Gestational Carriers and LGBT Intended Parents in Vegas

Gestational Carriers and LGBT Intended Parents in Vegas

Gestational Carriers and LGBT Intended Parents

As you think about becoming a gestational carrier, you begin to imagine what your potential intended parents might be like. What are their interests? How do they want their gestational surrogacy journey to look? Will you even get along? 

As a gestational carrier, all you’ve ever wanted was to help others start a family of their own. After taking some time to research and internalize the situation, you have decided to let your caseworker know that you want to help an individual or couple from the LGBT community. We at Adoption and Surrogacy Choices of Las Vegas believe that gestational surrogacy should be open to all,  and welcome the idea that there is no set standard for the family dynamic. 

That said,  it’s imperative to understand that being a gestational carrier and helping an LGBT intended parent is very similar to carrying a child for any other intended parent. The only significant difference you might face are the laws behind surrogacy. Keep in mind that these laws vary from state to state and are generally geared towards the intended parents. Consult your legal advisor for more details regarding surrogacy laws.

Gestational Surrogacy for the LGBT Community

For LGBT couples or individuals, the only feasible way to have biological children is by using a gestational carrier. This is especially true if they want a child who shares a genetic link to them. 

For many years, the LGBT community members struggled with not having the opportunity to become a parent. It was not until the 1980s that gestational surrogacy was even a viable option for same-sex couples to have a biologically related child. Even though many clinics during these decades offered gestational surrogacy, many hopeful LGBT parents opted to perform at-home inseminations because they feared the ramifications they might face. It was not until 2015 when same-sex marriage became legal in all 50 states, that doors opened for gay rights and paved the way for LGBT adoption and gestational surrogacy. 

Keep in mind that there are still some restrictions regarding surrogacy for LGBT intended parents.  Remember to consult your legal representation to help you determine whether this is a viable path for you.

Becoming a Gestational Carrier for LGBT Intended Parents

As a gestational carrier, you will have a say on who you are matched with. If you feel a strong desire to help an LGBT couple or individual specifically grow their family, you will be helping them achieve their dreams of parenthood. If you are thinking about becoming a gestational carrier, you will need to undergo an extensive screening process, regardless of the intended parent’s sexual orientation. These procedures will determine your eligibility to become a gestational carrier.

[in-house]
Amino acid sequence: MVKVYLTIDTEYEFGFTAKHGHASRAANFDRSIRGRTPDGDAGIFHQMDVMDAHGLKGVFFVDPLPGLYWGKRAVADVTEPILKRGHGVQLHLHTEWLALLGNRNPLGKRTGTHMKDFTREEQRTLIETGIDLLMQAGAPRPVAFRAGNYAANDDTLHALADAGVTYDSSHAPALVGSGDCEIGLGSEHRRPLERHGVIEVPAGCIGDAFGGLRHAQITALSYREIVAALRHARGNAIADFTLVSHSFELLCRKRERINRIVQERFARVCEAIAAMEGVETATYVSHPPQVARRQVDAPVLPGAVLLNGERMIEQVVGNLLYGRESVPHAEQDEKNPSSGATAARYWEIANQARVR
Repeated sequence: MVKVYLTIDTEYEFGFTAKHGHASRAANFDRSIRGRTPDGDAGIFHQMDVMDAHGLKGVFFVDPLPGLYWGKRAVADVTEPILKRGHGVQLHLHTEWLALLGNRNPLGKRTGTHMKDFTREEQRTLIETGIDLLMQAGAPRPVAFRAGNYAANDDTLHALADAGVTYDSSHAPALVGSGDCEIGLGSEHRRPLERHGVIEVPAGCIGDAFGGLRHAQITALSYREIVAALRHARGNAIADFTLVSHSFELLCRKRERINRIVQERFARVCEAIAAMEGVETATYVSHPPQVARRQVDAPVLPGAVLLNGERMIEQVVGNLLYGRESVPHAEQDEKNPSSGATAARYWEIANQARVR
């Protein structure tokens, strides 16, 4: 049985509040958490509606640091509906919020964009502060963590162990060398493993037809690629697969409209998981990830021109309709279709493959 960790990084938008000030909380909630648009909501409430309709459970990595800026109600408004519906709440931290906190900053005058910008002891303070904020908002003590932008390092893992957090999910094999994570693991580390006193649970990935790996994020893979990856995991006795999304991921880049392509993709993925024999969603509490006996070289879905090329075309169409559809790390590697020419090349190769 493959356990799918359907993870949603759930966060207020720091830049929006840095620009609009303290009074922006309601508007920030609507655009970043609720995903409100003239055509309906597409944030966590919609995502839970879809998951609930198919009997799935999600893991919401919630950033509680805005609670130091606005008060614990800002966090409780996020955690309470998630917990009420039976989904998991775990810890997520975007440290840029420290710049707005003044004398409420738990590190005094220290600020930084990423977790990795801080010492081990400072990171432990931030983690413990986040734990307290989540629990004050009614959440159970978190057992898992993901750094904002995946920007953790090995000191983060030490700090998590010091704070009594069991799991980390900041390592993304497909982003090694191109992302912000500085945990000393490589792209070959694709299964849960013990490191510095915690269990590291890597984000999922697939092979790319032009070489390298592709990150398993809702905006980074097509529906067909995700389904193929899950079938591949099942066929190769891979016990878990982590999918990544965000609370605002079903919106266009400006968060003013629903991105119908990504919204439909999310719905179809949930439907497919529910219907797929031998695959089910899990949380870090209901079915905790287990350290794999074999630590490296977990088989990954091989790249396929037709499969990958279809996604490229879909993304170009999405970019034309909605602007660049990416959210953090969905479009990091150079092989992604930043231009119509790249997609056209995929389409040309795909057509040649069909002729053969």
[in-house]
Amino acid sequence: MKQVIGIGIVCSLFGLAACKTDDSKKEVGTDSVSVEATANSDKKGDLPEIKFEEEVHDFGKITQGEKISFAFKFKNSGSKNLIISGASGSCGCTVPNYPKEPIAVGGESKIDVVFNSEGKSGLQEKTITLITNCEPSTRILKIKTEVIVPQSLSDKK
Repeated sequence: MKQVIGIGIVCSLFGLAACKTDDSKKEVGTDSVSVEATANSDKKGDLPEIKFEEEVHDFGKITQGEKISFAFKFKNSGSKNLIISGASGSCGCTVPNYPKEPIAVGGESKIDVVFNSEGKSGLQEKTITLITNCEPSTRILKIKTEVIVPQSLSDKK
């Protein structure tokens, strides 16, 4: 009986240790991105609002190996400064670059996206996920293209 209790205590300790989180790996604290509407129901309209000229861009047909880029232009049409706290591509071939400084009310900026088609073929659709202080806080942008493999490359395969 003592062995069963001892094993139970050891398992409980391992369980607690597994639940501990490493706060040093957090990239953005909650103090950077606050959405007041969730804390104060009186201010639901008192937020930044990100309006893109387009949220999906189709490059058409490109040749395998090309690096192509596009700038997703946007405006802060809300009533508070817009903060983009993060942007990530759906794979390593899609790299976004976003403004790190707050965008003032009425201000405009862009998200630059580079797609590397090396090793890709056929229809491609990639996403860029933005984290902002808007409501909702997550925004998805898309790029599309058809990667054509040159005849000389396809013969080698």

You can find out more information on how to become a gestational carrier here.

Another thing to keep in mind when you become a gestational carrier is whether or not you live in a surrogacy-friendly state. You will need to consult your legal adviser to verify your state’s laws and regulations.

Note for Gestational Carriers

Being able to help someone have a family is a beautiful thing. As a gestational carrier, assisting others have the family they’ve always dreamed of is the ultimate gift. We can all learn that love, especially the love a parent has towards their child, sees no gender, sexual orientation or race. 

Stay positive and take care of yourself!

Adoption and Surrogacy Choices of Las Vegas has been providing adoption and surrogacy services across in Las Vegas since 2012. For information more general to Nevada, please visit our mother site Adoption Choices of Nevada. For information specific to Reno, please visit our sister site Adoption and Surrogacy Choices of Reno. You can also call us to speak to someone now. Contact Us 24/7: CALL OR TEXT 702-474-4673

Melissa N. Martínez is exceptionally hard-working, creative, and passionate about her writing.  From a very young age, she found the writing gave her the voice that she needed. Currently, she is working on writing a fantasy novel which she wished to publish someday. She hopes to one day share her writing with others and create worlds that can comfort them in their time of need.

When she is not curled up with a good book you can find her spending time playing with her dog Zelda, watching television, or baking. She has recently moved from the island of Puerto Rico to Minnesota with her husband and dog.